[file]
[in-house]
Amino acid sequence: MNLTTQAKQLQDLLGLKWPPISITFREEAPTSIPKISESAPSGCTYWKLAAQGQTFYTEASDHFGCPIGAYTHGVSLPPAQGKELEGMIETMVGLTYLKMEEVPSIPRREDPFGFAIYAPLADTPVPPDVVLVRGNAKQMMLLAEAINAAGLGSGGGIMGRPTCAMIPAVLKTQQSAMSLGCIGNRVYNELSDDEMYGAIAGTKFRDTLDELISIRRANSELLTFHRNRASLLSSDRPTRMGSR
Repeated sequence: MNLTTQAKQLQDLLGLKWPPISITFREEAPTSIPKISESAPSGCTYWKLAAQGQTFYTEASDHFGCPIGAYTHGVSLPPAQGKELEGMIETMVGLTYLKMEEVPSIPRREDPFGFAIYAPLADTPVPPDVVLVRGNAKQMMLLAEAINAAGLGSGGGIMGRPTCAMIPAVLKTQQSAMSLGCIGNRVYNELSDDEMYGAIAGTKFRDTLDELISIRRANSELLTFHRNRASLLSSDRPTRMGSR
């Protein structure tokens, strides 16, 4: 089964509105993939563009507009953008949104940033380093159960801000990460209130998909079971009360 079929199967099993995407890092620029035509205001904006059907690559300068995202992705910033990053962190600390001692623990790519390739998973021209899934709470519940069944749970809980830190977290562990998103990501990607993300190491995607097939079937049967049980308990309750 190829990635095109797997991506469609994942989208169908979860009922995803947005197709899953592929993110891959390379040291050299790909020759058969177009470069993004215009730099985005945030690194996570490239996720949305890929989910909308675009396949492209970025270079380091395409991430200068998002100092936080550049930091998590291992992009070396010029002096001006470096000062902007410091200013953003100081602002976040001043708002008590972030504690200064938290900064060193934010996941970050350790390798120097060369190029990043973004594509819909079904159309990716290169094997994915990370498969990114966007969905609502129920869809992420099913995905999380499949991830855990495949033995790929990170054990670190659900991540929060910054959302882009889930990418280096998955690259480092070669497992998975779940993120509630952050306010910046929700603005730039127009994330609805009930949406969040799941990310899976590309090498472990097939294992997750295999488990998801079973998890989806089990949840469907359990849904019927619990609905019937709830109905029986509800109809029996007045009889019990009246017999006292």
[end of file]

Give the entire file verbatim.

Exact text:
[in-house]
Amino acid sequence: MNLTTQAKQLQDLLGLKWPPISITFREEAPTSIPKISESAPSGCTYWKLAAQGQTFYTEASDHFGCPIGAYTHGVSLPPAQGKELEGMIETMVGLTYLKMEEVPSIPRREDPFGFAIYAPLADTPVPPDVVLVRGNAKQMMLLAEAINAAGLGSGGGIMGRPTCAMIPAVLKTQQSAMSLGCIGNRVYNELSDDEMYGAIAGTKFRDTLDELISIRRANSELLTFHRNRASLLSSDRPTRMGSR
Repeated sequence: MNLTTQAKQLQDLLGLKWPPISITFREEAPTSIPKISESAPSGCTYWKLAAQGQTFYTEASDHFGCPIGAYTHGVSLPPAQGKELEGMIETMVGLTYLKMEEVPSIPRREDPFGFAIYAPLADTPVPPDVVLVRGNAKQMMLLAEAINAAGLGSGGGIMGRPTCAMIPAVLKTQQSAMSLGCIGNRVYNELSDDEMYGAIAGTKFRDTLDELISIRRANSELLTFHRNRASLLSSDRPTRMGSR
């Protein structure tokens, strides 16, 4: 089964509105993939563009507009953008949104940033380093159960801000990460209130998909079971009360 079929199967099993995407890092620029035509205001904006059907690559300068995202992705910033990053962190600390001692623990790519390739998973021209899934709470519940069944749970809980830190977290562990998103990501990607993300190491995607097939079937049967049980308990309750 190829990635095109797997991506469609994942989208169908979860009922995803947005197709899953592929993110891959390379040291050299790909020759058969177009470069993004215009730099985005945030690194996570490239996720949305890929989910909308675009396949492209970025270079380091395409991430200068998002100092936080550049930091998590291992992009070396010029002096001006470096000062902007410091200013953003100081602002976040001043708002008590972030504690200064938290900064060193934010996941970050350790390798120097060369190029990043973004594509819909079904159309990716290169094997994915990370498969990114966007969905609502129920869809992420099913995905999380499949991830855990495949033995790929990170054990670190659900991540929060910054959302882009889930990418280096998955690259480092070669497992998975779940993120509630952050306010910046929700603005730039127009994330609805009930949406969040799941990310899976590309090498472990097939294992997750295999488990998801079973998890989806089990949840469907359990849904019927619990609905019937709830109905029986509800109809029996007045009889019990009246017999006292």